In fact, with the homeless crisis getting worse and winter approaching, there will be plenty of ammunition to use against the Government parties. Winters also risk floods, flu epidemics, more homeless fatalities, rural crime sprees and all sorts of 'GUBU disasters' which could be avoided by an early election.

For all the considerable achievements of this Coalition Government, there are some glaring weaknesses, including the ongoing chaos in accident and emergency.

The unprecedented housing and accommodation crisis - including a 55pc rise in the number of homeless families in Dublin since the beginning of the year - also continues to evade solution, despite best efforts.

The Dublin Region Homeless Executive found more than 3, 000 adults have accessed homeless accommodation since January 2015. The majority of these homeless are not on the streets, but are like nomads, drifting in temporary accommodation, night shelters, B&Bs, hostels and refuges.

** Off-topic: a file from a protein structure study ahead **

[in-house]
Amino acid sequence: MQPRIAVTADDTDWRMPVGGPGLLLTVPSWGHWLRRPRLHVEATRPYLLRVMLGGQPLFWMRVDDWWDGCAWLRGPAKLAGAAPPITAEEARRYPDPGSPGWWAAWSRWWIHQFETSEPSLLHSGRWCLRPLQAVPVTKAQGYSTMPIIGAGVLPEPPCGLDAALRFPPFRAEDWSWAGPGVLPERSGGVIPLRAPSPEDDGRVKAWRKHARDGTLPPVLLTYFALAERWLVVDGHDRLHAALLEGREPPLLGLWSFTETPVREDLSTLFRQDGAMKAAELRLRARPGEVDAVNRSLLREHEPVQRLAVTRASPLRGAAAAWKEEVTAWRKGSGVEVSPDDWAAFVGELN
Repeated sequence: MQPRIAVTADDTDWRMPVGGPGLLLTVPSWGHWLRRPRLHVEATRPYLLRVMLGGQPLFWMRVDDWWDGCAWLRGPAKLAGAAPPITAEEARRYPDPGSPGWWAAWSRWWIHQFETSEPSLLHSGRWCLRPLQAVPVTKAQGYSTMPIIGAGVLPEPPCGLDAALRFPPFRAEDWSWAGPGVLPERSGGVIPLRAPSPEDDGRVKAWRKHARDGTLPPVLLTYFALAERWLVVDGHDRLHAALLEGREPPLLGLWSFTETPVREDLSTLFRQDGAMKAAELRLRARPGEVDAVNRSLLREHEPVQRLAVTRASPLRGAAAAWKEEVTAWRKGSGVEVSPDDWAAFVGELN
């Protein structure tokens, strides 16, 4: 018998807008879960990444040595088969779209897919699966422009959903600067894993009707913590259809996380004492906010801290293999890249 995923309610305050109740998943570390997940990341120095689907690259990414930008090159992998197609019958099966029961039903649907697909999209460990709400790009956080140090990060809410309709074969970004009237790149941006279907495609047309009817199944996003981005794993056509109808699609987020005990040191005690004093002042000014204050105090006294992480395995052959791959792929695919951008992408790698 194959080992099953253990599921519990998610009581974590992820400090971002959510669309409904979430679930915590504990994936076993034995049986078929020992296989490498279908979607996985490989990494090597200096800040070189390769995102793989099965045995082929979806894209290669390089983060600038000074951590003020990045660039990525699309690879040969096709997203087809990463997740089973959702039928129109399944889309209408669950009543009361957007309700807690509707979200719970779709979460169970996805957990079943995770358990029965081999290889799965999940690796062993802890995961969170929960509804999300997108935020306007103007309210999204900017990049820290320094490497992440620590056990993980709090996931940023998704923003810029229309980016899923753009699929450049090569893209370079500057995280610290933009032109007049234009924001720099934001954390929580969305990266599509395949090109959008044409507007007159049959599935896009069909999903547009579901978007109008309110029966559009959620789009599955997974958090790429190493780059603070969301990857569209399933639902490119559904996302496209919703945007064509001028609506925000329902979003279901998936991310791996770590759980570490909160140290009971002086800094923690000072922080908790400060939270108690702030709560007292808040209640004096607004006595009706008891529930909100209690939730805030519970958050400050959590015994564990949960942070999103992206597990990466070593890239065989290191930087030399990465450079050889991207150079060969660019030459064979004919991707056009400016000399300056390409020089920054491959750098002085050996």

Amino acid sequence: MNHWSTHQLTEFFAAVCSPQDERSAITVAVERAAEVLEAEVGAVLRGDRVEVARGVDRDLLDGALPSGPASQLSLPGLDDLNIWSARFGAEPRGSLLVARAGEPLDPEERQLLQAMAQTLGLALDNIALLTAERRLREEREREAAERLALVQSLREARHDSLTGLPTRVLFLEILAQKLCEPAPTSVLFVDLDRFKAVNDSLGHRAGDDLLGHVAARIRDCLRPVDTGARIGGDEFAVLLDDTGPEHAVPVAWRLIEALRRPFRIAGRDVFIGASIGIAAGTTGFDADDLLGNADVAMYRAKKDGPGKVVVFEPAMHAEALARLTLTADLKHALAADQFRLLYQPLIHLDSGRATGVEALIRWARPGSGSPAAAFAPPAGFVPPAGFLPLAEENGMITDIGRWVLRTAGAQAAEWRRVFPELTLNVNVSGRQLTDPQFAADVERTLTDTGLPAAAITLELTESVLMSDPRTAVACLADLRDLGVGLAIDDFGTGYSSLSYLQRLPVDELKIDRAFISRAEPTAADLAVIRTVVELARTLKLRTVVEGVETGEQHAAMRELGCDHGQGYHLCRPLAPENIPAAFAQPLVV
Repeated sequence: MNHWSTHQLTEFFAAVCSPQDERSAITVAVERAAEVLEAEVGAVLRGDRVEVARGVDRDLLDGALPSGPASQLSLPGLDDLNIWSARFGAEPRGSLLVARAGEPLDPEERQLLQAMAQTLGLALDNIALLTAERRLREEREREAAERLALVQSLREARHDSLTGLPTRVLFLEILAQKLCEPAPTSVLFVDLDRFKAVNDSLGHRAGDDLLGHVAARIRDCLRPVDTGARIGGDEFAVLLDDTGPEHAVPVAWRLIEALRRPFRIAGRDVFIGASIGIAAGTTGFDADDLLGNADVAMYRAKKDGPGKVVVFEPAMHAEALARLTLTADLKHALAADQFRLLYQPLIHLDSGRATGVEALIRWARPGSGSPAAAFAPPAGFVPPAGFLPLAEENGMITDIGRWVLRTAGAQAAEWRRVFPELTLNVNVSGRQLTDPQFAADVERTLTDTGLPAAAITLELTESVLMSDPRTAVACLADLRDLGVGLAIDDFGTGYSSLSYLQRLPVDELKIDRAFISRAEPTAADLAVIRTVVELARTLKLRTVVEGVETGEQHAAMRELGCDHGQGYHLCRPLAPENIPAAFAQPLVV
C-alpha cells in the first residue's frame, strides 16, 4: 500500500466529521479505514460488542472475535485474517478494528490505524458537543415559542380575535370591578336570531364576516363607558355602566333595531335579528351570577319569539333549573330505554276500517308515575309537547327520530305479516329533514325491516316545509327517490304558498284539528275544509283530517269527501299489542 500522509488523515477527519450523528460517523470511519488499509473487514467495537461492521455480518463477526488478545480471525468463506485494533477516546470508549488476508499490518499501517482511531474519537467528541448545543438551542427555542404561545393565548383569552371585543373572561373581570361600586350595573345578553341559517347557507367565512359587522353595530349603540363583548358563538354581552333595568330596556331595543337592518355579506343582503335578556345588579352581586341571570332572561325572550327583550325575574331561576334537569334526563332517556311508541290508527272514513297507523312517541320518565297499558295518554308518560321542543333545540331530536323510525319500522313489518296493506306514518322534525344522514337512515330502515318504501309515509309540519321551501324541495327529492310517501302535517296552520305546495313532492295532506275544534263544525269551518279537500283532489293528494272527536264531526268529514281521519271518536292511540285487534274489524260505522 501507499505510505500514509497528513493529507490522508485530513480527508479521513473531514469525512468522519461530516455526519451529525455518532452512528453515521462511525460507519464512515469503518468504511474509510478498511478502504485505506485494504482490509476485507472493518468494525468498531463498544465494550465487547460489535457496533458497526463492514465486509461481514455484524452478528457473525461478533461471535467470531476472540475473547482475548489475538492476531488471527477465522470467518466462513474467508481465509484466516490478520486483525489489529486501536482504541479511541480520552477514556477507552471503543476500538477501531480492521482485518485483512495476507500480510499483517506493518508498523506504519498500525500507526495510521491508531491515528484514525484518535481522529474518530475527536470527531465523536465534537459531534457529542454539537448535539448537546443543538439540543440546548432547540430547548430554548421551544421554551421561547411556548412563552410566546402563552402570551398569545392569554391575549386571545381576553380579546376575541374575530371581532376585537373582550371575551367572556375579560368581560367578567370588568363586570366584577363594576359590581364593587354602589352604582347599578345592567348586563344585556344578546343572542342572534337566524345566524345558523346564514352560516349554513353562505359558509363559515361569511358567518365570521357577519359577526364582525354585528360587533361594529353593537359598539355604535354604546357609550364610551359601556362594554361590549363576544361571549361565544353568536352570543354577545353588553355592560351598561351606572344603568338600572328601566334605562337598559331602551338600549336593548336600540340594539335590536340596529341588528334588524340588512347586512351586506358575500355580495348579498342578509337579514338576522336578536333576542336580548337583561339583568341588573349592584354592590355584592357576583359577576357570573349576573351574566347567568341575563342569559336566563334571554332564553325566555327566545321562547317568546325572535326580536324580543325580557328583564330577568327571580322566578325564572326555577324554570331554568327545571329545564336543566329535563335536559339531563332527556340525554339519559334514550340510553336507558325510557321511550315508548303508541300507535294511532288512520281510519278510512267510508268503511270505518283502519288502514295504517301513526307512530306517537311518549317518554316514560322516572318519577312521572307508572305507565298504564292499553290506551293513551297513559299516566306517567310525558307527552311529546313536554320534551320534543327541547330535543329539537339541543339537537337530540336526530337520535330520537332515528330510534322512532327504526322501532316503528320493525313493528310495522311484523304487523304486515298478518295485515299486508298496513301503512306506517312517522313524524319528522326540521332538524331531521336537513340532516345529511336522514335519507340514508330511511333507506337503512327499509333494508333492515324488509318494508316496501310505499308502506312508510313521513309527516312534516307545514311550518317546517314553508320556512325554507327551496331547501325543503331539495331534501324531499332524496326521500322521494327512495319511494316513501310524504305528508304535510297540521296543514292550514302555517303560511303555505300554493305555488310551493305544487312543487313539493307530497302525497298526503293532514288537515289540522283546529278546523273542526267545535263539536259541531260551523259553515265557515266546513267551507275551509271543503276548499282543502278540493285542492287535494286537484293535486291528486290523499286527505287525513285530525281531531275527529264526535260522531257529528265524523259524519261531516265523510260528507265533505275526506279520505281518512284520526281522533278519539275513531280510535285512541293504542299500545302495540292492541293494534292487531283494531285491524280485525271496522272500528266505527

It would be unfair to attribute this entire problem to the current Government; it is a legacy of the property boom and bust and neglect by earlier governments.

But it will be held accountable for not resolving it to a greater extent. The housing plan, with incentives to developers and landlords to "unlock" thousands of affordable homes, and moves towards greater rent certainty for tenants are desperate attempts which may work if given time.

Labour needs more time; Fine Gael is raring to go.

The truth is that there are sound arguments for going early and also for delaying.

But if this inter-party row goes on, it will poison relations. It would be foolish for the Taoiseach to have a falling out with Labour by defying the Tánaiste. The two parties have agreed a voting transfer pact, an indication that the preference in both parties is to return to govern together after the election. For the larger party to adopt a strategically selfish approach on election timing would damage trust and even collapse the transfer deal.

"Every man for himself" is not the way to go. It looks unprincipled and weakens the promise of cohesive government being offered to the voters. Fine Gael and Labour have weathered the storm together.

They should stick together up to the finishing line.

Irish Independent